Borzello: If Fardaws Aimaq was going to be fully healthy from day one, I would’ve probably picked Texas Tech. But the Utah Valley transfer is out for the first part of the season due to a foot injury. So I’ll go with Texas. The Longhorns were a top-15 defense nationally last season and fourth in the Big 12. Now add Hunter, one of the best on-ball defensive guards in the country a year ago, and Mitchell, a versatile defender whose explosiveness and 6-foot-9 size make him a defensive playmaker on the wing. The sleeper in this category might actually be Oklahoma State, which quietly had a top-five defense nationally last season and still has Moussa Cisse protecting the rim.
Who or what are we not talking nearly enough about across the Big-12?
Borzello: TCU is going to be fascinating to monitor this season. The Horned Frogs bring nearly everyone back — including Preseason Player of the Year Mike Miles Jr. — from a team that blew out Seton Hall and then took 1-seed Arizona to the wire in the second round. But Jamie Dixon’s team needs consistency. They beat Kansas, Texas Tech, Texas and LSU. They lost to Santa Clara, West Virginia, Kansas State and Oklahoma State. They never won more than two games in a row over the final three months of the season. But the sort of continuity and roster retention they have is uncommon in modern-day college basketball. And that should be a difference-maker.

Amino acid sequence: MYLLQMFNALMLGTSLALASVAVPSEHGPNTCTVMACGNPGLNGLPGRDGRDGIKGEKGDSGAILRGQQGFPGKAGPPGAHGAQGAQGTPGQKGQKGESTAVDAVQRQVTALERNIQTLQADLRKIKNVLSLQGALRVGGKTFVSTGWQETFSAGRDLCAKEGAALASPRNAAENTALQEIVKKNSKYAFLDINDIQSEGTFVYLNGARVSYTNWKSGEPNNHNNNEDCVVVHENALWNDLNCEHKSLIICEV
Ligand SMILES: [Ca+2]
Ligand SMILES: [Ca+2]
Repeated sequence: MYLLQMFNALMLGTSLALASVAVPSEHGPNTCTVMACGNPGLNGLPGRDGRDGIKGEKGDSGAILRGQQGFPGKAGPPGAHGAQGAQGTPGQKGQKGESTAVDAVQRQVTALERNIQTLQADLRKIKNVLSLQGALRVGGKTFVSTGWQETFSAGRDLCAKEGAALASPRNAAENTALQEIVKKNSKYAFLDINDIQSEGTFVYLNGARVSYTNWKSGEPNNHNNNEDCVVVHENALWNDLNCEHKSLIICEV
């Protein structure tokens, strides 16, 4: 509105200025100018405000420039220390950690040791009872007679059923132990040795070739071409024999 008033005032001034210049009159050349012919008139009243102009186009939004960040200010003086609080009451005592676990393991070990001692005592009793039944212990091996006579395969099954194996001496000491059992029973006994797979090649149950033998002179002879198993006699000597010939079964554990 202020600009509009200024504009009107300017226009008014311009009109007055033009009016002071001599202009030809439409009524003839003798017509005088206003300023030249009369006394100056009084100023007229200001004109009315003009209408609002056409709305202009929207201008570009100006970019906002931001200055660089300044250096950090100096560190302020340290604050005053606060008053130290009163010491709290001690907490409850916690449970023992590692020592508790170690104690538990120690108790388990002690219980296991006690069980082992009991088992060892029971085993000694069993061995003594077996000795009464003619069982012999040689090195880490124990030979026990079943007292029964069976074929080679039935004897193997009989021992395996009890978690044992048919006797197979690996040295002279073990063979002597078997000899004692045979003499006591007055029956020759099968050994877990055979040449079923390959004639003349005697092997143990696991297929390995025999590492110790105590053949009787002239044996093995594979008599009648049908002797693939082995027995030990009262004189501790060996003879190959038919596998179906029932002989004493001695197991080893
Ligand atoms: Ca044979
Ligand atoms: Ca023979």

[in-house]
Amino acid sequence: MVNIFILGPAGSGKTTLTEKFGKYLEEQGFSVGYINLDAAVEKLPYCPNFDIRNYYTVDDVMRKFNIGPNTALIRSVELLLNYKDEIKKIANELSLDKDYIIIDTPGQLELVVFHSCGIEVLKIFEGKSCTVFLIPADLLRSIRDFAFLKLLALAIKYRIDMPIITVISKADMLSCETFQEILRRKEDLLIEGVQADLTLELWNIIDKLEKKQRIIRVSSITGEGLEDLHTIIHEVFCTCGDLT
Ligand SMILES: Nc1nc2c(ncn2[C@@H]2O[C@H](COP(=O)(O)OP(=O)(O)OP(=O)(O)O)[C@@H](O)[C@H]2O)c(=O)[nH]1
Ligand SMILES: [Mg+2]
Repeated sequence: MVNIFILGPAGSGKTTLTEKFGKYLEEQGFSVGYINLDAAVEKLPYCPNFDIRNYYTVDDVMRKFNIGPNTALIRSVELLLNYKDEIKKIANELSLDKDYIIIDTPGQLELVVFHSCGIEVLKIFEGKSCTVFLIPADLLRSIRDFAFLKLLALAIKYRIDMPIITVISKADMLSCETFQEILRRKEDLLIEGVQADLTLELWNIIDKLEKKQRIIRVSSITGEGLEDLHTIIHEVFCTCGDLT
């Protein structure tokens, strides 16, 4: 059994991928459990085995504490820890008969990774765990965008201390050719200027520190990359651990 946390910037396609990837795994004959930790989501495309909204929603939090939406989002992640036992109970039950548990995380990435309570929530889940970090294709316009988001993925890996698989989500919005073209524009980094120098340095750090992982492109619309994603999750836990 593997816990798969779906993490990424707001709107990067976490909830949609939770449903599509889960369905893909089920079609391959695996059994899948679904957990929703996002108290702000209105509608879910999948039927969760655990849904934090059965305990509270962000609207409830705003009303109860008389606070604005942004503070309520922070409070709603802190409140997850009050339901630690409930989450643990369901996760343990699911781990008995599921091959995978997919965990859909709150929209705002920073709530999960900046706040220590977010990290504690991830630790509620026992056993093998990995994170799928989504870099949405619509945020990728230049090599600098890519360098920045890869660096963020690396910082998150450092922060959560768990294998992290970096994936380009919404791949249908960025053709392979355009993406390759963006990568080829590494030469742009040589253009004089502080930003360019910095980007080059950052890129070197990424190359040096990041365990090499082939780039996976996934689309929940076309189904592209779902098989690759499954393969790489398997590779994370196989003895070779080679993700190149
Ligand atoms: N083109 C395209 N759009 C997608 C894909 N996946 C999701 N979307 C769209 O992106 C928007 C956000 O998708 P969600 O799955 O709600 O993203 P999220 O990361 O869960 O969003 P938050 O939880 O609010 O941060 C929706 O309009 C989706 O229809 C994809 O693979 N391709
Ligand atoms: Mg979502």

Lunardi: My Big 12 storylines are bookends of sorts. The TCU resurgence under Jamie Dixon is well-documented and should result in the program’s best team this century. At the other end of things, I wonder if we’re seeing a permanent decline at West Virginia. The Mountaineers tied for their worst Big 12 record of the Bob Huggins era, and there is no obvious rebound in sight. WVU has never come close to back-to-back losing seasons under Huggins. But it could happen, and there could be unpleasant whispering in Morgantown.
Gasaway: Say it with me. Three-peat! Three-peat! The first question already alluded to this, but we’re still not talking nearly enough about this. Just consider three national championships in a row for one league. It has happened once in our post-Wooden era, when Duke won back-to-back titles in 1991 and 1992 and North Carolina followed in 1993. For a league that will add Houston next season, the Big 12 is already impressively, if not historically, strong.
Medcalf: I don’t think we’re talking enough about the fact that Mike Boynton’s program was banned from last year’s postseason for infractions that did not involve any current player, coach or staffer at Oklahoma State. A year later in a separate process, the IARP panel essentially exonerated Penny Hardaway and Memphis in a case that also involved allegations of improprieties. The IARP seemed to understand that the NCAA had failed in its duties in previous infractions cases, in the ruling. But Oklahoma State suffered a setback that was unfair to that program. Boynton and his team deserve an apology.